For any drug to be deemed safe for public consumption, it must first go through a life cycle of development. In Canada, this process is heavily regulated by the federal government, and must adhere to the guidelines of the Canadian Drug Review and Approval Process. Before any drug can be submitted to Health Canada for approval, it must undergo a series of phases, from preliminary research all the way to clinical trials.
But what exactly do these processes for verifying a drug’s safety and efficacy involve? And why is each step necessary? Here’s what those seeking clinical research careers should know about the drug development life cycle.
Early Stages and Overall Process
Before work can be done to develop a drug or other type of pharmaceutical product, research must first be conducted to better understand how certain diseases affect the body. During this preliminary research phase, the goal is to perform tests on thousands of different molecular compounds to find one that can provide the desired effect.
Once this has been completed, initial information regarding a proposed drug compound’s efficacy and safety is gathered based on a series of tests. Both this phase and the initial research can take a number of years to complete. Pending approval from Health Canada based upon pre-clinical trials, human clinical trials then begin. These trials take place in four phases:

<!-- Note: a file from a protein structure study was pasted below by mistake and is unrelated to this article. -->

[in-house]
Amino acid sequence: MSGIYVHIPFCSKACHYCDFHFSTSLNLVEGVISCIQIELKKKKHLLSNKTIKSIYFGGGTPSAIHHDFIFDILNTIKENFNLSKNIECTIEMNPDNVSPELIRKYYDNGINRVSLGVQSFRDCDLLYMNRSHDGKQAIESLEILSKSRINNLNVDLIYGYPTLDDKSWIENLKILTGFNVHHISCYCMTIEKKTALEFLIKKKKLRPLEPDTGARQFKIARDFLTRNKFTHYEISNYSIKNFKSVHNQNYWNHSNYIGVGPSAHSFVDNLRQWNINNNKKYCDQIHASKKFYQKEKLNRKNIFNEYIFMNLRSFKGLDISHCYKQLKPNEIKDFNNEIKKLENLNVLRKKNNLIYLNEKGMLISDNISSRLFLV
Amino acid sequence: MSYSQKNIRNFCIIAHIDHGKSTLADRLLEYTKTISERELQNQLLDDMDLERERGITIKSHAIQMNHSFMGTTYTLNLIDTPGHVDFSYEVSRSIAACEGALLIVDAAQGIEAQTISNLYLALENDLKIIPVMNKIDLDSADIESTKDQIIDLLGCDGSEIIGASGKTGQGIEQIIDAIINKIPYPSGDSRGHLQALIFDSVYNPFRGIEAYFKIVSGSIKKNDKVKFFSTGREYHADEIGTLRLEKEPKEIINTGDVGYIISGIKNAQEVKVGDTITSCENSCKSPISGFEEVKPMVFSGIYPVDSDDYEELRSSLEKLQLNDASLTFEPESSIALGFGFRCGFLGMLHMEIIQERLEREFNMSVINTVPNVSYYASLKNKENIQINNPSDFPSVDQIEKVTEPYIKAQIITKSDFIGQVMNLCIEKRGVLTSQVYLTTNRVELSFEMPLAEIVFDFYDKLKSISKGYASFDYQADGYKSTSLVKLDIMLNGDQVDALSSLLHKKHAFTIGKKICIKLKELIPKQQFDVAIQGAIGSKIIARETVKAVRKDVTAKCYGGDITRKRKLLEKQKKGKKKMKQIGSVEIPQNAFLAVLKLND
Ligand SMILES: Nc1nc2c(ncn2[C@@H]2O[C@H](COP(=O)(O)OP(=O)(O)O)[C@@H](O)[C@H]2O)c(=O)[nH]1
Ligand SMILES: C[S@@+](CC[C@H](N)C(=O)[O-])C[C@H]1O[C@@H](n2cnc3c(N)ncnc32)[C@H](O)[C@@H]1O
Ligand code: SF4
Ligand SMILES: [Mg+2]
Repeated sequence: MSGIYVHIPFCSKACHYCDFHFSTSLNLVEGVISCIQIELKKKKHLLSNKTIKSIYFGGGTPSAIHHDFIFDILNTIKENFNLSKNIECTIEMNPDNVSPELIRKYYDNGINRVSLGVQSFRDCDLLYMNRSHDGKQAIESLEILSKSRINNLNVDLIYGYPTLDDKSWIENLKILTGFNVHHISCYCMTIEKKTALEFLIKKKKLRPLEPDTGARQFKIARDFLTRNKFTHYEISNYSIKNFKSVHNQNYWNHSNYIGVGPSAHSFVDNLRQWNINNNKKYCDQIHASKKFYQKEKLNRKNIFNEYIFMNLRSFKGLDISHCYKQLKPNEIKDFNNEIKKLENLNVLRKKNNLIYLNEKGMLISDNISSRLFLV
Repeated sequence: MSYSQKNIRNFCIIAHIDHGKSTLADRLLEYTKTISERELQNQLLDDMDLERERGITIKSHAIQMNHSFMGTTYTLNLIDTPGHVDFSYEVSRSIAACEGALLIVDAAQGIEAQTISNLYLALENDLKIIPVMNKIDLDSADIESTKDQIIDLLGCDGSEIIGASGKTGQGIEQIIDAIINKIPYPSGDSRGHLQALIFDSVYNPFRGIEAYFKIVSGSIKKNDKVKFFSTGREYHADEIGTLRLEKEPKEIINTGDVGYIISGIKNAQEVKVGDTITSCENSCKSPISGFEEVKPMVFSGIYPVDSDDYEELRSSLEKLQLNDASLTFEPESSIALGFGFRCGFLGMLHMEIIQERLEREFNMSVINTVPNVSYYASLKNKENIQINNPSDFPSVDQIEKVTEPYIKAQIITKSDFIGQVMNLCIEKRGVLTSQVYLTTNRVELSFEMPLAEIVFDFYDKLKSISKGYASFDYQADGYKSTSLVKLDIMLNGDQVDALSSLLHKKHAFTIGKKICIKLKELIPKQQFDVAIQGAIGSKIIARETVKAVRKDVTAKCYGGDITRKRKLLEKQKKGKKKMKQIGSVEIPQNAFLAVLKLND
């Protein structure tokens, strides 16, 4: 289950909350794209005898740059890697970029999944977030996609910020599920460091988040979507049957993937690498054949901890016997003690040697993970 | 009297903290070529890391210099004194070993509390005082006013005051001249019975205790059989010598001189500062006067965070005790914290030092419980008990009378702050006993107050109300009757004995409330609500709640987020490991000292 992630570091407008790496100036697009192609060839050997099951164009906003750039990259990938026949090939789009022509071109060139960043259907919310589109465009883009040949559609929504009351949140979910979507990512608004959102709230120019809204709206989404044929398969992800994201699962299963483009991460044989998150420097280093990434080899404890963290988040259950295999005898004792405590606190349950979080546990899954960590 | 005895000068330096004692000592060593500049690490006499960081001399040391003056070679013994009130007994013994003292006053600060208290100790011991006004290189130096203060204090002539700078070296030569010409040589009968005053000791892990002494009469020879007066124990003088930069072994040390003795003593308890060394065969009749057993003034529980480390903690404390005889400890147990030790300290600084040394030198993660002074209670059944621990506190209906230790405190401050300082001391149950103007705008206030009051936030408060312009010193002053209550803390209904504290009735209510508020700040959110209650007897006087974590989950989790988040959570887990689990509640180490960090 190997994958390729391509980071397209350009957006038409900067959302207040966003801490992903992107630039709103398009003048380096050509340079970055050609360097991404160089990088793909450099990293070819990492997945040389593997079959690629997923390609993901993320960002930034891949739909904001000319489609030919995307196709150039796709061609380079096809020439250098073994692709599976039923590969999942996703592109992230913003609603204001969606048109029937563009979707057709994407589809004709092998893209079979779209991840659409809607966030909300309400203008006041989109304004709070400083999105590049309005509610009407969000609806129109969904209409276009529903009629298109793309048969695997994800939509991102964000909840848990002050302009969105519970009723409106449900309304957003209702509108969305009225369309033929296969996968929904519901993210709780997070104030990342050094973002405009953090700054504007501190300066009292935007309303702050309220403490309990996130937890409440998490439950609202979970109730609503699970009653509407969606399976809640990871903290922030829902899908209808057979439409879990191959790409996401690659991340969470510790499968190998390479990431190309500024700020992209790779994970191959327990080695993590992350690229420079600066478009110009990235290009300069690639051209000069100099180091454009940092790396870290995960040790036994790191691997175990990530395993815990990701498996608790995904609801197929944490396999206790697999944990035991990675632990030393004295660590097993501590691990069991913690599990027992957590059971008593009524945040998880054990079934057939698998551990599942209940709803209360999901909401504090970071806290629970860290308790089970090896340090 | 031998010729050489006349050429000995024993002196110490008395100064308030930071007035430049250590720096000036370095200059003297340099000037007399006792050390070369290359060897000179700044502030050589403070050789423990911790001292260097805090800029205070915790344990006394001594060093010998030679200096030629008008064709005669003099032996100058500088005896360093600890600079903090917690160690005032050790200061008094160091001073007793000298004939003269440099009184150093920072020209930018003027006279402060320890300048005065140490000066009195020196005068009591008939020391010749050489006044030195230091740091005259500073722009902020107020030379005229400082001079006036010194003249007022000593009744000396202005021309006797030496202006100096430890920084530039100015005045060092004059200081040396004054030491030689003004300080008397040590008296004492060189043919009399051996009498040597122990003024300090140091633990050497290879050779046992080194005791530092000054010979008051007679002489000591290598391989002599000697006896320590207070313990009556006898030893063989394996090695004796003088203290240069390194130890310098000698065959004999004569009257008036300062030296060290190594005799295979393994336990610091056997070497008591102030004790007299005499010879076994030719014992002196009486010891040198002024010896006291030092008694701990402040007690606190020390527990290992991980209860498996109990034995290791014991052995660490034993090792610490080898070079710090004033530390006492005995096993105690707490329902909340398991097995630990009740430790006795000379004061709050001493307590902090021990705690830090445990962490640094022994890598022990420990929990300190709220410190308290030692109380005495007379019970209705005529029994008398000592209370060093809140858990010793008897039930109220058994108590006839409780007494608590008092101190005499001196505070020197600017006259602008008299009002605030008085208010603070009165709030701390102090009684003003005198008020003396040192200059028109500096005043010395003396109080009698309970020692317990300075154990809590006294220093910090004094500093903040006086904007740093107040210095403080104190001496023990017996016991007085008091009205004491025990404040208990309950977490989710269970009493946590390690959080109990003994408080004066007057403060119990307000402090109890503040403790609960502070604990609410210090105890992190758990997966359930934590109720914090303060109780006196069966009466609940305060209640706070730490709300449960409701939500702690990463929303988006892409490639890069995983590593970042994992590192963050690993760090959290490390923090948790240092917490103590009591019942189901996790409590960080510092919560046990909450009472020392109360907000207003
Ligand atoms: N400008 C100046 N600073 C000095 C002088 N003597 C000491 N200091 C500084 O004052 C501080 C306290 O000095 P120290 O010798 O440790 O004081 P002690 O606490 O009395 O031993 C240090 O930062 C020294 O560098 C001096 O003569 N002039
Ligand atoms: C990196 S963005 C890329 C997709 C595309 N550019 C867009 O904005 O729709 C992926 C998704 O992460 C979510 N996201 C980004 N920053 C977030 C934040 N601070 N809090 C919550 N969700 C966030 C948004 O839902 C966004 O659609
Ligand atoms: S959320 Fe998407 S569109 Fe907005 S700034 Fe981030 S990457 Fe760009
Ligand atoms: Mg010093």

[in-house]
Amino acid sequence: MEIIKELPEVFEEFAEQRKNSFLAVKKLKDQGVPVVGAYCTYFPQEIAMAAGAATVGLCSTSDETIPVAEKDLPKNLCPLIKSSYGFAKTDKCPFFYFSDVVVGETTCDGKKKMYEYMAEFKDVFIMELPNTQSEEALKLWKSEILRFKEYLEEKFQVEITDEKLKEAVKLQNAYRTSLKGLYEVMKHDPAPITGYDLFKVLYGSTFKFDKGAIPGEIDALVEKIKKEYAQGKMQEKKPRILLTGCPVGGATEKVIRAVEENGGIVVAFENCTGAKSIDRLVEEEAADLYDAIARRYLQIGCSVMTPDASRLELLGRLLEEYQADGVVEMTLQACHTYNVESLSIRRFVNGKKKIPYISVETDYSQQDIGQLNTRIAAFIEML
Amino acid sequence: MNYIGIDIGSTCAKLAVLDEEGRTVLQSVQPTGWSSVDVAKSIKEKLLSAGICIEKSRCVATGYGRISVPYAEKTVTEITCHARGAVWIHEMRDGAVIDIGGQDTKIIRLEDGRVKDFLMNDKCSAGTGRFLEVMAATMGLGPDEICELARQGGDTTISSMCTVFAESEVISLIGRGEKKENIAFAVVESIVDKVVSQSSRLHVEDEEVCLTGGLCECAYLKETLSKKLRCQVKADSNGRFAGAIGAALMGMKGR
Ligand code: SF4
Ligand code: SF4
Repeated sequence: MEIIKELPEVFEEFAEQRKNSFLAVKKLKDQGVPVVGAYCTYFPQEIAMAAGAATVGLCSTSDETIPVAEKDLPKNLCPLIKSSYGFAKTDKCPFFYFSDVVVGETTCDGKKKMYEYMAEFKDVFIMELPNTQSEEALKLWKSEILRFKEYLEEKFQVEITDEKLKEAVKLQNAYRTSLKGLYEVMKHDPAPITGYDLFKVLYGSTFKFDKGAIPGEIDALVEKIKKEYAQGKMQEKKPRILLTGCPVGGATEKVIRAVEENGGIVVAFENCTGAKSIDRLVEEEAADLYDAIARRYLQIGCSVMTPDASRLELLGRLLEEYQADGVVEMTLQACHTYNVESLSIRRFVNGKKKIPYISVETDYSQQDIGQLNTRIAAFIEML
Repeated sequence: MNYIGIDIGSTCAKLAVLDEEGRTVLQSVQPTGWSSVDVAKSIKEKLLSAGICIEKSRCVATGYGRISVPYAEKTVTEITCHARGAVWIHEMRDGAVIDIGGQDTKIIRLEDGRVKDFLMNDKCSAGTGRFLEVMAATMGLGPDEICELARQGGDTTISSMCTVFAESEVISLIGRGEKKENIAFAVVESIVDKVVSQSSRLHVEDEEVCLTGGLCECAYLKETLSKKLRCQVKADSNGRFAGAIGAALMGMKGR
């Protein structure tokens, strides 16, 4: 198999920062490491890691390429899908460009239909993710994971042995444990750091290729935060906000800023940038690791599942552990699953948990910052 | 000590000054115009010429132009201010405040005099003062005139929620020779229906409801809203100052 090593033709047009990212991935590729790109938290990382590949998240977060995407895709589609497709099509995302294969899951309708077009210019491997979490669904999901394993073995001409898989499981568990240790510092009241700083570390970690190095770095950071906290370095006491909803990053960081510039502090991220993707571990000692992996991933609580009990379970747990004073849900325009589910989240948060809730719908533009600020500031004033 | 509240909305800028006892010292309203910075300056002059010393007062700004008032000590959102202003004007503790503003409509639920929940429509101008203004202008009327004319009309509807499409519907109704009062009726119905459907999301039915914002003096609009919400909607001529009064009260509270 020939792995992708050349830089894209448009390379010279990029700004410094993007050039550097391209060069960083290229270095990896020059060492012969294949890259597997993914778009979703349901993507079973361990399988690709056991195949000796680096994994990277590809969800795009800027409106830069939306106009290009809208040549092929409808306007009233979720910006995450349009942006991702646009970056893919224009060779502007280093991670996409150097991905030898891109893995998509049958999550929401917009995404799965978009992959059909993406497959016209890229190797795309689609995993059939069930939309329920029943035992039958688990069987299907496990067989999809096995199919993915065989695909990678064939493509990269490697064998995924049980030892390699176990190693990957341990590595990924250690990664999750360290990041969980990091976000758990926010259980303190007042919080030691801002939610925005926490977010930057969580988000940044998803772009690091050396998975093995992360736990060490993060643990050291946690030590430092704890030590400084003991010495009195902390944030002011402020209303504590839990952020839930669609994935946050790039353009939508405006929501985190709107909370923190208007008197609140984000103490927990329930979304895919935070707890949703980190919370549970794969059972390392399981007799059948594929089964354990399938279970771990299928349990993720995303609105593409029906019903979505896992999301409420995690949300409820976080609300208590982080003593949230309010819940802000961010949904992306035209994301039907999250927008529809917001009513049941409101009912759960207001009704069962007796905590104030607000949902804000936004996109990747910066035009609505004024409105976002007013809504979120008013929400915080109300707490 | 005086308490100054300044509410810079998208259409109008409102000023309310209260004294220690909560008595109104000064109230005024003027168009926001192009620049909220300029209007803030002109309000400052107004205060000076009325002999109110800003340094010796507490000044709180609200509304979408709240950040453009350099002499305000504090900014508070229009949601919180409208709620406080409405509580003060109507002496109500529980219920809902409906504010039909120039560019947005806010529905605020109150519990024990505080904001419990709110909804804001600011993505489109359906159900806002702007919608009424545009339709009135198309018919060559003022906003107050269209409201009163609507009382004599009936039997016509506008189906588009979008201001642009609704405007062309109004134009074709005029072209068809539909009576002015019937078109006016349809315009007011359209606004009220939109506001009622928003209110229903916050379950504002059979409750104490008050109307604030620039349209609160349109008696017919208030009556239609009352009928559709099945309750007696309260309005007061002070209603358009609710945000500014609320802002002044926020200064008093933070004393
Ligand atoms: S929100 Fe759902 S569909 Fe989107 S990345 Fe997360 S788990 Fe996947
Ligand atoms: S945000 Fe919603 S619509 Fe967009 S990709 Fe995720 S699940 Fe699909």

- Phase I: small group of volunteers, verifies the drug’s safety and acceptable dosage
- Phase II: hundreds of volunteers, verifies its safety among a larger population
- Phase III: thousands of volunteers, watches for side effects and ensures drug’s efficacy
- Phase IV: a final round of testing done once the drug has already reached the market
Clinical trials are a prerequisite for the approval of any drug by Health Canada. These trials are designed to ensure that the drug is safe, effective, has the correct dosage, and that any adverse reactions to it are identified and reviewed.
Obstacles That Can Arise During Development
Those working in various clinical research careers will understand that many different things can arise during the efficacy and safety testing phase that may negatively affect or delay the drug development life cycle. One major obstacle is the occurrence of side effects and adverse reactions.
When this happens, a report must be sent to the federal government as soon as these effects or reactions occur. This can help identify issues with the drug’s safety, especially if these issues were previously rare or unapparent. In some cases, identified problems can halt a trial or cause the drug to be taken off the market in Canada entirely.
Additional challenges that can arise during the drug development life cycle include issues receiving sufficient funding, recruiting volunteers, and staying compliant with federal regulations throughout the process.
Approval and Distribution: What Those Wanting Clinical Research Careers Should Know
After all the phases of the clinical trials are complete, the drug may then be eligible for approval. For this to happen, Health Canada’s Health Products and Food Branch (HPFB) must first review the drug before authorizing it to go on the market.
Those getting their online clinical research diploma might be interested to know that when a drug is ready to be approved by Health Canada, the drug’s sponsor must file a New Drug Submission (NDS) to the HPFB with results from the studies. Once it passes a Risk/Benefit analysis and it’s deemed safe and effective, Health Canada can then decide whether or not to approve the drug.
Even after it has been approved and granted a Notice of Compliance, a sponsor must be assigned to the drug to ensure it adheres to market authorization requirements, and continues to abide by federal regulations.
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